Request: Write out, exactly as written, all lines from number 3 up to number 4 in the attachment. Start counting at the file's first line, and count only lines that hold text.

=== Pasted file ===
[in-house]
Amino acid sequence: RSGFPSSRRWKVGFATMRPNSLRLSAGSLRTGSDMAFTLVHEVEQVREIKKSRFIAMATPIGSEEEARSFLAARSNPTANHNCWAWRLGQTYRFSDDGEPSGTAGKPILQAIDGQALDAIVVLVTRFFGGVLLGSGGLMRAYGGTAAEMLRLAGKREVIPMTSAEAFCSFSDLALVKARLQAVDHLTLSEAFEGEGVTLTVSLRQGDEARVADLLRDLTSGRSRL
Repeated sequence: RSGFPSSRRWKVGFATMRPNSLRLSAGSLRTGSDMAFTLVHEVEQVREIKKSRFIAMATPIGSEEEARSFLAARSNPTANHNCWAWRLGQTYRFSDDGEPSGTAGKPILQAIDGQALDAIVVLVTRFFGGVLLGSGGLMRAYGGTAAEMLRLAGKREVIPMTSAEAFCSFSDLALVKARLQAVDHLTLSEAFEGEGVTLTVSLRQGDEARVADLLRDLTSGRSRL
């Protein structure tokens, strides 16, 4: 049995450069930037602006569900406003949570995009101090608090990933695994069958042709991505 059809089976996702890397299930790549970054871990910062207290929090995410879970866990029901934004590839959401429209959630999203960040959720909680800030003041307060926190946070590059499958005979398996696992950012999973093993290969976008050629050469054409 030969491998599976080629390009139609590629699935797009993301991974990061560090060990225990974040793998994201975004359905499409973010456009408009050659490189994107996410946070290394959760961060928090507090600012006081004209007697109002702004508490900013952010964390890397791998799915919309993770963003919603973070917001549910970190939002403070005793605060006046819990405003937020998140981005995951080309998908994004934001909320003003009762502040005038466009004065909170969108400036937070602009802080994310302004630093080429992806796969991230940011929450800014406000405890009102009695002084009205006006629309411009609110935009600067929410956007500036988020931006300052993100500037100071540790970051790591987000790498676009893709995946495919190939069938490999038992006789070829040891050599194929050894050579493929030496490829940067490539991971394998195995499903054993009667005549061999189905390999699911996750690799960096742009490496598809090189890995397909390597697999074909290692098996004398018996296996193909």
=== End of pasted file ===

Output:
Repeated sequence: RSGFPSSRRWKVGFATMRPNSLRLSAGSLRTGSDMAFTLVHEVEQVREIKKSRFIAMATPIGSEEEARSFLAARSNPTANHNCWAWRLGQTYRFSDDGEPSGTAGKPILQAIDGQALDAIVVLVTRFFGGVLLGSGGLMRAYGGTAAEMLRLAGKREVIPMTSAEAFCSFSDLALVKARLQAVDHLTLSEAFEGEGVTLTVSLRQGDEARVADLLRDLTSGRSRL
């Protein structure tokens, strides 16, 4: 049995450069930037602006569900406003949570995009101090608090990933695994069958042709991505 059809089976996702890397299930790549970054871990910062207290929090995410879970866990029901934004590839959401429209959630999203960040959720909680800030003041307060926190946070590059499958005979398996696992950012999973093993290969976008050629050469054409 030969491998599976080629390009139609590629699935797009993301991974990061560090060990225990974040793998994201975004359905499409973010456009408009050659490189994107996410946070290394959760961060928090507090600012006081004209007697109002702004508490900013952010964390890397791998799915919309993770963003919603973070917001549910970190939002403070005793605060006046819990405003937020998140981005995951080309998908994004934001909320003003009762502040005038466009004065909170969108400036937070602009802080994310302004630093080429992806796969991230940011929450800014406000405890009102009695002084009205006006629309411009609110935009600067929410956007500036988020931006300052993100500037100071540790970051790591987000790498676009893709995946495919190939069938490999038992006789070829040891050599194929050894050579493929030496490829940067490539991971394998195995499903054993009667005549061999189905390999699911996750690799960096742009490496598809090189890995397909390597697999074909290692098996004398018996296996193909």